With funding from the National Endowment for the Humanities, the AHA partnered with Fairleigh Dickinson University to develop and implement a national survey to assess public perceptions of, and engagement with, the discipline of history and the past. The 40-question survey explores the public’s definition of the term “history,” where audiences access history, which sources of history are perceived to be reliable, their historical learning experiences, attitudes toward historical revision, correlations between civic engagement and an interest in history, and the perceived value of history. The report provides as much survey data as possible for these topics, in a user-friendly format including over 150 charts illustrating our results. Complete raw survey data are available for download for those wanting to explore these topics in more depth.

Suggested citation: Peter Burkholder and Dana Schaffer, History, the Past, and Public Culture: Results from a National Survey (Washington, DC: American Historical Association, 2021).

Any views, findings, conclusions, or recommendations expressed in this report are those of the authors and do not necessarily represent those of the National Endowment for the Humanities, the American Historical Association, or its members.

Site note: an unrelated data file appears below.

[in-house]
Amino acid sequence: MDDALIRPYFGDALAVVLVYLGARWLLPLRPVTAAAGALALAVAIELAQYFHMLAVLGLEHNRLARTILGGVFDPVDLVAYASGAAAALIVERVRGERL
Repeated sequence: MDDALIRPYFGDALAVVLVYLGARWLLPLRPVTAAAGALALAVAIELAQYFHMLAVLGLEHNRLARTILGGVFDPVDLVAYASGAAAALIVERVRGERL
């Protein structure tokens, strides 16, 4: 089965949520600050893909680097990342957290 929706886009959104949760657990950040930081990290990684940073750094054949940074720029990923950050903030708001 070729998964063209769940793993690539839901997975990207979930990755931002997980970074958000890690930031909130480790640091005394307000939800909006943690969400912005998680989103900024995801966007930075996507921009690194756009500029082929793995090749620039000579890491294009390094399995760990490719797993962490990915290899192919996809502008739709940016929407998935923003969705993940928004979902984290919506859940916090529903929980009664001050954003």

The authors acknowledge the generous financial support provided by the National Endowment for the Humanities, without which this study would not have been possible. Additional seed funding came from the provost’s office of Fairleigh Dickinson University.


Download the Report and Data

Download a PDF version of History, the Past, and Public Culture: Results from a National Survey. The copyright is held by the American Historical Association.

Download the complete weighted dataset (users will need SPSS to access the data). The codebook and description of how to use the data, along with details on the sampling, questionnaire design, data collection, processing, and weighting, can be found in the Ipsos Methodology Report.

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